Moody’s sees ‘anaemic’ NZ growth after Christchurch quake

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Moody’s sees ‘anaemic’ NZ growth after Christchurch quake; kiwi sinks to 2-month low

Moody’s sees ‘anaemic’ NZ growth after Christchurch quake; kiwi sinks to 2-month low

Feb. 22 (BusinessDesk) – New Zealand may face another year of anaemic economic growth after Christchurch was hit by a second major earthquake, says Moody’s Analytics, a unit of the global credit rating company.

The nation has been the ‘unlucky country’ over the past three years, unlike neighbouring Australia. Drought helped push New Zealand into recession in 2008 just as the global financial crisis was kicking off, Moody’s says.

Last September’s 7.1 magnitude quake then undermined any economic recovery and the latest, more-damaging 6.3 magnitude quake “will be another devastating blow to an economy struggling to gather steam,” said Katrina Ell, associate economist at Moody’s Analytics. The New Zealand economy may now face “another year of anaemic growth due to forces beyond its control.”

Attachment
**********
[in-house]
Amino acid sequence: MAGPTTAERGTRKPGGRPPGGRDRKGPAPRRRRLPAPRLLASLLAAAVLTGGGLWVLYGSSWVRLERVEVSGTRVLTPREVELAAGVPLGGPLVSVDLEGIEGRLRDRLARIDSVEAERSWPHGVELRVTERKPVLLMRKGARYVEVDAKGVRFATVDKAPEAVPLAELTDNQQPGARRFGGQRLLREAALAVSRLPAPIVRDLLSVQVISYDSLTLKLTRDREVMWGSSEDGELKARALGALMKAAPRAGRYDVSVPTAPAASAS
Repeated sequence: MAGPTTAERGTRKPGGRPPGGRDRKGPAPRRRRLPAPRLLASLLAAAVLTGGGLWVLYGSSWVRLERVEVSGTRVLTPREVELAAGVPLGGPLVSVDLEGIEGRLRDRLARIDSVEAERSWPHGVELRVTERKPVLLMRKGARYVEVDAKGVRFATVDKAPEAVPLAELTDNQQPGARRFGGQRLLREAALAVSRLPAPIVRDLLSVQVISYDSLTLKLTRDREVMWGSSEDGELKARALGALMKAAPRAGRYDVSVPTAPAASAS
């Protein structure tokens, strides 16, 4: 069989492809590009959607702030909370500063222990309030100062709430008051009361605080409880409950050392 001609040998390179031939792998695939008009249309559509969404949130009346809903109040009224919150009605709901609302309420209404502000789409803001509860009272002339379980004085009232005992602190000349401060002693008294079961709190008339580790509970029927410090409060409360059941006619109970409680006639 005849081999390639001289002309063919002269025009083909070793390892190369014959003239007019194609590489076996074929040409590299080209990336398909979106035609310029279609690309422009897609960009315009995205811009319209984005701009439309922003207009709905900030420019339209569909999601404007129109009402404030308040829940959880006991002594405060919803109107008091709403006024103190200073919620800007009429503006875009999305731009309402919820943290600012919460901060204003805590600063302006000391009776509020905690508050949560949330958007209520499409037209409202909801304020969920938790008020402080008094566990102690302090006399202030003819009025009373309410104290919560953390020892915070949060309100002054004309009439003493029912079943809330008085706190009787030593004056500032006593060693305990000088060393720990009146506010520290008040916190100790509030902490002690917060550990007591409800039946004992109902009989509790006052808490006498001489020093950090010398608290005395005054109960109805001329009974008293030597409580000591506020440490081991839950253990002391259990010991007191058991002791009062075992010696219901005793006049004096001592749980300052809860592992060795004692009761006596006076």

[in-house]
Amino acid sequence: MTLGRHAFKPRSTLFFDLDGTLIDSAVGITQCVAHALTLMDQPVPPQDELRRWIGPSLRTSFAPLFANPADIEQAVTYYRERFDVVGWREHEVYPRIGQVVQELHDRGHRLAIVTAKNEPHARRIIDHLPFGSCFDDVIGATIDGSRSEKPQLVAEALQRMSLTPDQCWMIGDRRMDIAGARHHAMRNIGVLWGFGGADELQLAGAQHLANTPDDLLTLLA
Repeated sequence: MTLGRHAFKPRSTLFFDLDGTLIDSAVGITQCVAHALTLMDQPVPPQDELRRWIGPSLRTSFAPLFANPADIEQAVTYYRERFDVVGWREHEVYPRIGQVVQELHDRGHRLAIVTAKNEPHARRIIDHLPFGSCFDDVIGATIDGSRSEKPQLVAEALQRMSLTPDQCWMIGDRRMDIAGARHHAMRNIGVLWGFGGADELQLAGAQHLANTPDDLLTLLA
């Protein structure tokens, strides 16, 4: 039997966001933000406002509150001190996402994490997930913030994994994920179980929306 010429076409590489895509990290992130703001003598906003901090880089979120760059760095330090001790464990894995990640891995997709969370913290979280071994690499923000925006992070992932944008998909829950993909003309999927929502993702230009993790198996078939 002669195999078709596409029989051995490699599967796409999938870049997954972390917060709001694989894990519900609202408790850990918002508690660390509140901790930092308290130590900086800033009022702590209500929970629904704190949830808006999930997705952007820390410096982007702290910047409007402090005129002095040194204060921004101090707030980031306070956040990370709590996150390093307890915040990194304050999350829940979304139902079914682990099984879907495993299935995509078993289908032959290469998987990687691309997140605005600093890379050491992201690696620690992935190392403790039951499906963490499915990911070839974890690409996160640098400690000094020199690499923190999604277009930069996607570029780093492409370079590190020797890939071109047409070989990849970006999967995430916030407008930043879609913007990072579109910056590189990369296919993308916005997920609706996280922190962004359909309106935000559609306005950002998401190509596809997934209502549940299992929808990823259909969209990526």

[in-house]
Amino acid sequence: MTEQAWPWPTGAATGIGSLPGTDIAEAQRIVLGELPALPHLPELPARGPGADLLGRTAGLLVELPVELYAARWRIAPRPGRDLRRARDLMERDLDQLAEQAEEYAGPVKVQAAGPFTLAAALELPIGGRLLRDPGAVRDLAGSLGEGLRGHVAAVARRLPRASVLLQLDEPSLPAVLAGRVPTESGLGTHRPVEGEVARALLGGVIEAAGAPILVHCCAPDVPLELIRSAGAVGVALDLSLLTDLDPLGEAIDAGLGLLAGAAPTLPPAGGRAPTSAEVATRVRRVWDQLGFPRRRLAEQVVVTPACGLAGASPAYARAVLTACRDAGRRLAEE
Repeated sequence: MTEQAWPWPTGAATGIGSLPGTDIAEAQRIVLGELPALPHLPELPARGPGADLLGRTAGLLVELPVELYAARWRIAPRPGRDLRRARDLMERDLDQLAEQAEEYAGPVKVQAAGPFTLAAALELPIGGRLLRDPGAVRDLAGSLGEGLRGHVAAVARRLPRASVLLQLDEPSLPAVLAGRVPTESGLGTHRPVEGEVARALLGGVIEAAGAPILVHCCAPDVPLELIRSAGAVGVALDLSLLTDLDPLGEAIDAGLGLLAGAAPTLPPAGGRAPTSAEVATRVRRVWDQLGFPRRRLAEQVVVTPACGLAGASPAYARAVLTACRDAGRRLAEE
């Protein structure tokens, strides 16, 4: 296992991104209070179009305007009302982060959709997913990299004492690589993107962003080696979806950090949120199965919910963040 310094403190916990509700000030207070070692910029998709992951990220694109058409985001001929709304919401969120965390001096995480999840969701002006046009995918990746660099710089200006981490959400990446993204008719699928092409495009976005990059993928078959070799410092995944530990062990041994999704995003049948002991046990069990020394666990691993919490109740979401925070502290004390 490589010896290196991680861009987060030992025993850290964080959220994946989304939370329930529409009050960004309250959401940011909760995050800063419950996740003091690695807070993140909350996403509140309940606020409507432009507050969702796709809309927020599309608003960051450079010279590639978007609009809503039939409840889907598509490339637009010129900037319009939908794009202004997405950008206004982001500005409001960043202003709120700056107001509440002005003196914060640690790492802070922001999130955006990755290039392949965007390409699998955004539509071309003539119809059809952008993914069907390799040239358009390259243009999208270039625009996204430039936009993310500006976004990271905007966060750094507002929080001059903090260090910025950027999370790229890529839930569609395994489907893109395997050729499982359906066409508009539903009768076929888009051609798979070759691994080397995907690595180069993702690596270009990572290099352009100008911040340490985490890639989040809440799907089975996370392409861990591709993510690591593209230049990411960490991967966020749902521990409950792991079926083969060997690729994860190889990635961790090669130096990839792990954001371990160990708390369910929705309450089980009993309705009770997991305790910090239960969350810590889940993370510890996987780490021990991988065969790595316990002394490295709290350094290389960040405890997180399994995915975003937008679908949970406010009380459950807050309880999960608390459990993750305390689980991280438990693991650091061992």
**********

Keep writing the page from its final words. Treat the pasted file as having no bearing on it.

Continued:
The New Zealand dollar tumbled against the greenback following Tuesday’s quake, sinking to 74.86 U.S. cents from 76.32 cents immediately before. It fell to 74.74 Australian cents from 75.69 cents.

Economists had been winding back the timing of any interest rate increases by the Reserve Bank before today and the devastating temblor may have pushed back the timing further.

The quake may shave as much as 0.2% off economic growth, the same as the September earthquake is estimated to have done, according to ASB economist Nick Tuffley.

Moody’s said the boost to economic growth following September’s earthquake was “underwhelming.”

“In the wake of the initial disruption to production, business and consumer confidence plummeted and has yet to recover,” Ell said. “The construction sector continues to struggle and employment growth decreased in the fourth quarter despite a reduction in the participation rate, prompting the central bank to shelve ambitions to withdraw monetary stimulus from the economy.”

Households have been focused on deleveraging – saving and paying down debt rather than spending, which may restrain the fillip that might be expected from consumers replacing damaged possessions,” Ell said.


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